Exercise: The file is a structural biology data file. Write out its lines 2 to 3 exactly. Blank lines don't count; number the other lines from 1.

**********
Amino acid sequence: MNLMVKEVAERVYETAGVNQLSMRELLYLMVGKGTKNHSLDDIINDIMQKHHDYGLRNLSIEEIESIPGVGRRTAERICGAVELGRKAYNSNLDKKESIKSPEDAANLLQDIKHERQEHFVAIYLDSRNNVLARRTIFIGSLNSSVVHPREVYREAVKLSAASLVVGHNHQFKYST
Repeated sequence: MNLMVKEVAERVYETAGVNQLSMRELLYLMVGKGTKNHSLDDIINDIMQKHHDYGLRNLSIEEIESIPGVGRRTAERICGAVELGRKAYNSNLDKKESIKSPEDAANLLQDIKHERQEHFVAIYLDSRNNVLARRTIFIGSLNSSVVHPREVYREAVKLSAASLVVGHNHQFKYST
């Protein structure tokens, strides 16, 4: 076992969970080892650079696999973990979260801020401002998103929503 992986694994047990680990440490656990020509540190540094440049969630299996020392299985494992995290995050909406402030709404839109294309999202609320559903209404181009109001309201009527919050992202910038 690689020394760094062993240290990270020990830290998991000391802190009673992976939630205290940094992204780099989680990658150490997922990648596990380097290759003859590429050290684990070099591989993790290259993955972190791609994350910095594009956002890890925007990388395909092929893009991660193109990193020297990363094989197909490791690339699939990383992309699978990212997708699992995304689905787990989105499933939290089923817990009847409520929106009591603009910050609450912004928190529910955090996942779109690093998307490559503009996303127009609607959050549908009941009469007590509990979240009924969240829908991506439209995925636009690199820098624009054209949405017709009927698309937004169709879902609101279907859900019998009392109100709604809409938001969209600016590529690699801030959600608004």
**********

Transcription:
Repeated sequence: MNLMVKEVAERVYETAGVNQLSMRELLYLMVGKGTKNHSLDDIINDIMQKHHDYGLRNLSIEEIESIPGVGRRTAERICGAVELGRKAYNSNLDKKESIKSPEDAANLLQDIKHERQEHFVAIYLDSRNNVLARRTIFIGSLNSSVVHPREVYREAVKLSAASLVVGHNHQFKYST
């Protein structure tokens, strides 16, 4: 076992969970080892650079696999973990979260801020401002998103929503 992986694994047990680990440490656990020509540190540094440049969630299996020392299985494992995290995050909406402030709404839109294309999202609320559903209404181009109001309201009527919050992202910038 690689020394760094062993240290990270020990830290998991000391802190009673992976939630205290940094992204780099989680990658150490997922990648596990380097290759003859590429050290684990070099591989993790290259993955972190791609994350910095594009956002890890925007990388395909092929893009991660193109990193020297990363094989197909490791690339699939990383992309699978990212997708699992995304689905787990989105499933939290089923817990009847409520929106009591603009910050609450912004928190529910955090996942779109690093998307490559503009996303127009609607959050549908009941009469007590509990979240009924969240829908991506439209995925636009690199820098624009054209949405017709009927698309937004169709879902609101279907859900019998009392109100709604809409938001969209600016590529690699801030959600608004």